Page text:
Capture operator `&` ampersand for a map - how to refer to a second variable?

Given this:

m1 = %{a: 1, b: 44, c: 66}
a1 =, fn {k, v} -> v end)

How can I do the same thing with the & operator?

a1 =, &(&2)) # doesn't compile, capture &2 cannot be defined without &1

How to refer to k and v in such cases? is passing elements of the map as a single argument - a {key, value} tuple. The fn version pattern-matches on that to extract the second element.

To do this with &, you’ll need to use elem explicitly:

a1 =, &elem(&1,1))

I have a related question, I hope this is good place to ask.

I need to convert a mac address to a string, so I do this:

mac = [222, 173, 190, 175, 255, 255]                                  
mac |>|> Enum.join(".")              

How to do it if I want to convert it to a hex number, but using the capture operator instead of writing the full expression: fn x → x end

mac |> x -> Integer.to_string(x, 16) end)|> Enum.join(".")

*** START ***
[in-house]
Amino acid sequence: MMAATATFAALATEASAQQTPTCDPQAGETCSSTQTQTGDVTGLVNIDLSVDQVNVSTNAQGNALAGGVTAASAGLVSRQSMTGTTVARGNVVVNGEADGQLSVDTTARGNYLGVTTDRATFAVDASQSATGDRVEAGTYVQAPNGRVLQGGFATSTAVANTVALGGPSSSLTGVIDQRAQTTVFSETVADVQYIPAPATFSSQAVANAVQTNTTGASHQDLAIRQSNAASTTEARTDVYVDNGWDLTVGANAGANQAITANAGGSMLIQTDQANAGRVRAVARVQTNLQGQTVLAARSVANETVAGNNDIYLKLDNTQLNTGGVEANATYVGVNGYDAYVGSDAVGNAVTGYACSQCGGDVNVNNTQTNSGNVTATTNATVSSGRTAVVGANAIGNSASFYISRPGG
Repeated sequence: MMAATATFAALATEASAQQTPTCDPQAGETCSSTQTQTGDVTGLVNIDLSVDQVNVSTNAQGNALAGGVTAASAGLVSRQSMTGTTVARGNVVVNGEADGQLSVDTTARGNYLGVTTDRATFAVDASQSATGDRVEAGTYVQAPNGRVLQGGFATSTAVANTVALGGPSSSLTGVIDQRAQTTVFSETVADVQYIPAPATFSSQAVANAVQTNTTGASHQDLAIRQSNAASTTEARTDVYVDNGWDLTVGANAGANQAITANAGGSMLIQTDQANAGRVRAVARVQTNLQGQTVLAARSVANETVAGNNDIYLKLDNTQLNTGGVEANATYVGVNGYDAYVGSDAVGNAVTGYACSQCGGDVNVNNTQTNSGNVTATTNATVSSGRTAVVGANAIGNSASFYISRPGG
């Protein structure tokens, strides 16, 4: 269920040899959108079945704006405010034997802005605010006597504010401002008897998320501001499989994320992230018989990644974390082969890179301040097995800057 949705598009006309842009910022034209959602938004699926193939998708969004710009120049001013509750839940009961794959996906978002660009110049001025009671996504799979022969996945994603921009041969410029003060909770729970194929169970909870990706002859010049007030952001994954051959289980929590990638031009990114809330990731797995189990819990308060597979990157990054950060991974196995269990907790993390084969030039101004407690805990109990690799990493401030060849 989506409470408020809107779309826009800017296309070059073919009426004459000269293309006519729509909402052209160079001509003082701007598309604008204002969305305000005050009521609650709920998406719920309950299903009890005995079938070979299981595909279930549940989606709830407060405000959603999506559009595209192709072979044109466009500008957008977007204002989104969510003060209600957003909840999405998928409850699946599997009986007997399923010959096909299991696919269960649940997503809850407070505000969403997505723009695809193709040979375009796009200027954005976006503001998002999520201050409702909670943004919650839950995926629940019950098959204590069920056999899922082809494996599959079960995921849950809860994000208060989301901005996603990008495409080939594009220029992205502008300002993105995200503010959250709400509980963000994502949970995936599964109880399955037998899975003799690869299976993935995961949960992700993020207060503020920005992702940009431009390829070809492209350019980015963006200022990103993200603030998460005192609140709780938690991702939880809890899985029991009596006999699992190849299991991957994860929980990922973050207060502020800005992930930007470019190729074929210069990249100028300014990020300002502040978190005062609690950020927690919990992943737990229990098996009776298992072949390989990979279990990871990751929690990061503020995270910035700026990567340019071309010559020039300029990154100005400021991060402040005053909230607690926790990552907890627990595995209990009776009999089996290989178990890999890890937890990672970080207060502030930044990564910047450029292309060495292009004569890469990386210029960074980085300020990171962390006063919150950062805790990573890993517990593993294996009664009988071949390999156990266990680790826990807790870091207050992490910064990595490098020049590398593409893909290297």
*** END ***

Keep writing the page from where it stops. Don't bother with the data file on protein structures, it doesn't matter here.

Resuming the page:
|>, 16)))
|> Enum.join(".")

There is also Enum.map_join/3:

 Enum.map_join(mac, ".", &Integer.to_string(&1, 16))

I will do it like this:
a1 =,&elme(&1,1))
& in some way like Function.bind in js, but I comfused by why can not reference a named function just by it’s name, but must do like &String.length/1.

If you don’t you use the capture operator (&) the function will be evaluated in place.

The short answer is that when calling a function, parens are optional.

iex> # example 1
iex> to_string(1)
iex> to_string 1
iex> # example 2
iex> DateTime.utc_now()
~U[2022-05-09 04:05:37.257950Z]
iex> DateTime.utc_now
~U[2022-05-09 04:05:38.562910Z]

So, as you can probably see, simply “referencing” a function without parens also calls it.

To add to the short answer, and this is a thing that comes up all the time so it’s very easy to google more info about (and I sincerely don’t mean that in a RTMF way), functions are referenced by both their name and their arity.

A quick example:

defmodule Math do
  def add(a, b) do
    a + b

  def add(a, b, c) do
    a + b + c

Under the hood, add(a, b) and add(a, b, c) are compiled as completely separate and wholly unrelated functions. The /1 in your example denotes that you are calling the function named length with a single argument (that’s the /1 part) on the String module.